a proposed change to the OSD
david at usermode.org
Sat Oct 26 20:06:40 UTC 2002
On Saturday 26 October 2002 08:36 am, James E. Harrell, Jr. wrote:
> I don't see significant harm in users indicating consent via click-wrap. As
> matter of fact, my lawyers insist on it when I write commercial software.
> such an "action" (which according to our lawyers makes the license slightly
> enforcable) will not encourage commercial entities to participate in Open
A) A requirement for user consent, in my opinion, is immoral, unethical, and
just plain rude. I don't need to agree to a license in order to read a book.
I don't need to agree to a license in order to listen to music. I should not
have to agree to anything in order to use a copy of software which I own.
Copyright law is meant to be a compromise between the rights of the author and
the rights of the possessor. Requiring user consent places too much control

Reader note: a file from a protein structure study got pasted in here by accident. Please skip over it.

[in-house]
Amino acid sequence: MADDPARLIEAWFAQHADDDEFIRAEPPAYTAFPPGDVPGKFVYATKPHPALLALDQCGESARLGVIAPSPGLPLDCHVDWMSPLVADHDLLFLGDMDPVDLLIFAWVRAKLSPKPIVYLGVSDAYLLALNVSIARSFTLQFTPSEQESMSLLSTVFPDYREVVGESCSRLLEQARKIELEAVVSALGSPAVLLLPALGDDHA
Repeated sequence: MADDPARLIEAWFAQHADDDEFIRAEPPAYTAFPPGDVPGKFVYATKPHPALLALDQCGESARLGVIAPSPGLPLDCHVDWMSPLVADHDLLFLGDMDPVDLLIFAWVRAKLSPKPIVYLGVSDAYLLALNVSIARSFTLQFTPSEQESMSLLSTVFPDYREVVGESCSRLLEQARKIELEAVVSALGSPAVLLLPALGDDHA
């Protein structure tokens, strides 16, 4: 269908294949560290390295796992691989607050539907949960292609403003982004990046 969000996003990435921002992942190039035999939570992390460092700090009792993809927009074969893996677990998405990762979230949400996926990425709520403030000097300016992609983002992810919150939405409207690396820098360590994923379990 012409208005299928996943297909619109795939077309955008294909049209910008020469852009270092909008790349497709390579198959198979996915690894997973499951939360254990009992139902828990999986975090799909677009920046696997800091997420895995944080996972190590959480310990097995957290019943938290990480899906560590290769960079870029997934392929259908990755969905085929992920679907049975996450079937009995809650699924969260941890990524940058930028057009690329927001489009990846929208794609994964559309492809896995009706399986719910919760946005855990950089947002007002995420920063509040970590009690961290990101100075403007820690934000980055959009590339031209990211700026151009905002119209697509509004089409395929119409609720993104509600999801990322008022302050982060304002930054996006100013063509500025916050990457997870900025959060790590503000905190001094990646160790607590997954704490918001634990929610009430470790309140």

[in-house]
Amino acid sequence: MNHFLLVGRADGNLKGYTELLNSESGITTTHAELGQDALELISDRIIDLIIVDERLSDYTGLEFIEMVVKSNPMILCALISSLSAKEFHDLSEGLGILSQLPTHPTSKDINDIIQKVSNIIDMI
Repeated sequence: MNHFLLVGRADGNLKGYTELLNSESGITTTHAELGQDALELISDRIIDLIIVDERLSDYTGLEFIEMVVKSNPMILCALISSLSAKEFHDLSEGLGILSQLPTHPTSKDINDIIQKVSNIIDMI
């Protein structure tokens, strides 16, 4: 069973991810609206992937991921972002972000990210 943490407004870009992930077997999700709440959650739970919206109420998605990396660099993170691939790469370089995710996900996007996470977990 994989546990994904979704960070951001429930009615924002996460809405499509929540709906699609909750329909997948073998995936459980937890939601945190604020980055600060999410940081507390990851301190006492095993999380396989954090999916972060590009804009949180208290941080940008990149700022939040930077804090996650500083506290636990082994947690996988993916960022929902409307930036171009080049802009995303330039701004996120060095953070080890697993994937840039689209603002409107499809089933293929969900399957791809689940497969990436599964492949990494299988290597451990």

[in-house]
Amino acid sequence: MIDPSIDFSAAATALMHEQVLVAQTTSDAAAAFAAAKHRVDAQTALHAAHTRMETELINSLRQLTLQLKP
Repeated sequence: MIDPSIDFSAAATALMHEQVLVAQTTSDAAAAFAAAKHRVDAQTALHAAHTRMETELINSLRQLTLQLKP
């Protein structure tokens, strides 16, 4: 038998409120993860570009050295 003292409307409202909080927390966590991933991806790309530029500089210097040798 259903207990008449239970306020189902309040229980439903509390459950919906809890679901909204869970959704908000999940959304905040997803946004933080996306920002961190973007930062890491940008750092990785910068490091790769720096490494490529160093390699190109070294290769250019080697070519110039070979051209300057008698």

in the hands of the author.
B) Commercial entities that can not stomache this have no place in the Open
Source community. They wish to sell their software but act as if they have
only leased it. They put their software in colorful boxes, shrink wrap it,
sell it at retail outlets, then pretend that they have only sold the right to
use the software.
These companies need to grow a backbone and become honest. If they don't want
the user to have the right to use the software, then they need to stop
pretending to sell it. They need to stop pretending that software is a
product. Place the license or contract in front of the user *before* the user
aquires the software. Be explicit that the software is leased to the user.
Even though it still won't be Open Source software, at least the employees of
the company will be able to sleep well at night.
Despites attempts to educate me, I still cannot understand why contract
formations are necessary *after* the fact. If you want someone to agree to
your contract, then get them to agree *before* they get your software.
> Maybe I'm in the wrong place? If click-wrap is specifically excluded, then
> product and desired license also won't meet the OSD. So maybe it will just
> have to
> be open source (with a lower case "O" and "S")?
It still wouldn't be open source. The idea of open source is much more than
the capitalization of words. There's an idea behind it that is much more
important than mere clauses in a definition.
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